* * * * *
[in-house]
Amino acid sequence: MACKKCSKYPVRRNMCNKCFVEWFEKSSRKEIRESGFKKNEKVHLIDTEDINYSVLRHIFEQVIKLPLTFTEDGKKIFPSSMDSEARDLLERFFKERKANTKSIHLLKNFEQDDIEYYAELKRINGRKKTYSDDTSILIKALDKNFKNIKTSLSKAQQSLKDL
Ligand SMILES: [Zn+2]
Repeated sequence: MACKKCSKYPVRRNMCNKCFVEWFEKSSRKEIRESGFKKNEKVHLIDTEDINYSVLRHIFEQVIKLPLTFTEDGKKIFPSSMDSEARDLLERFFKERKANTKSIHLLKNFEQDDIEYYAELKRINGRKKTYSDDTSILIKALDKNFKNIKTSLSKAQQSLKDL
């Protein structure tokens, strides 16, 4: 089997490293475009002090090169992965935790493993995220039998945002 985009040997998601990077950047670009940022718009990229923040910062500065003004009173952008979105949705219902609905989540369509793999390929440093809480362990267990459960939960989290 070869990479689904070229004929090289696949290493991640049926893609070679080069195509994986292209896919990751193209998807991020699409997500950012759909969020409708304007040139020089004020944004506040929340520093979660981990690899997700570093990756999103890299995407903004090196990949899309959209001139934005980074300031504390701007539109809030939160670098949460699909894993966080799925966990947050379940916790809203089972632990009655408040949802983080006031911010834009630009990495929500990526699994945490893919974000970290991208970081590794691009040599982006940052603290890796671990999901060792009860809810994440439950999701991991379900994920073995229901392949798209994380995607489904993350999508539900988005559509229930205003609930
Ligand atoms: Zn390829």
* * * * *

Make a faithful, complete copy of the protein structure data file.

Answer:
[in-house]
Amino acid sequence: MACKKCSKYPVRRNMCNKCFVEWFEKSSRKEIRESGFKKNEKVHLIDTEDINYSVLRHIFEQVIKLPLTFTEDGKKIFPSSMDSEARDLLERFFKERKANTKSIHLLKNFEQDDIEYYAELKRINGRKKTYSDDTSILIKALDKNFKNIKTSLSKAQQSLKDL
Ligand SMILES: [Zn+2]
Repeated sequence: MACKKCSKYPVRRNMCNKCFVEWFEKSSRKEIRESGFKKNEKVHLIDTEDINYSVLRHIFEQVIKLPLTFTEDGKKIFPSSMDSEARDLLERFFKERKANTKSIHLLKNFEQDDIEYYAELKRINGRKKTYSDDTSILIKALDKNFKNIKTSLSKAQQSLKDL
């Protein structure tokens, strides 16, 4: 089997490293475009002090090169992965935790493993995220039998945002 985009040997998601990077950047670009940022718009990229923040910062500065003004009173952008979105949705219902609905989540369509793999390929440093809480362990267990459960939960989290 070869990479689904070229004929090289696949290493991640049926893609070679080069195509994986292209896919990751193209998807991020699409997500950012759909969020409708304007040139020089004020944004506040929340520093979660981990690899997700570093990756999103890299995407903004090196990949899309959209001139934005980074300031504390701007539109809030939160670098949460699909894993966080799925966990947050379940916790809203089972632990009655408040949802983080006031911010834009630009990495929500990526699994945490893919974000970290991208970081590794691009040599982006940052603290890796671990999901060792009860809810994440439950999701991991379900994920073995229901392949798209994380995607489904993350999508539900988005559509229930205003609930
Ligand atoms: Zn390829």